377 pages, no illustrations
Agriculture and food systems, including organic agriculture, are undergoing a technological and structural modernisation strongly influenced by growing globalisation. Organic agricultural movements can be seen as a tangible effort towards more sustainable development. However, there are large differences between, on the one hand, industrialised farming and consumption based on global food chains and, on the other, smallholder farmers and resource poor people primarily linked in local food markets in low-income countries.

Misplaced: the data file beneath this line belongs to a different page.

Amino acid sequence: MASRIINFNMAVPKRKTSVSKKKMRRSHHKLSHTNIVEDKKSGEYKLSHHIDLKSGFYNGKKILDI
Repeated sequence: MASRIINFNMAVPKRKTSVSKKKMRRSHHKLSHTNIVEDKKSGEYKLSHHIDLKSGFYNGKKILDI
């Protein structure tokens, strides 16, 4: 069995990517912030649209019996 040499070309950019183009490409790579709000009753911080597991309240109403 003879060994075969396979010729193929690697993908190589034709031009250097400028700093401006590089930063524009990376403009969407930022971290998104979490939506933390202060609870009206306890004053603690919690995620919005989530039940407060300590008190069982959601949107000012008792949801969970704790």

This book provides an overview of the potential role of organic agriculture in a global perspective. The book discusses in-depth political ecology, ecological justice, ecological economics and free trade with new insights on the challenges for organic agriculture. This is followed by the potential role of organic agriculture for improving soil fertility, nutrient cycling and food security and reducing veterinary medicine use, together with discussions of research needs and the importance of non-certified organic agriculture.
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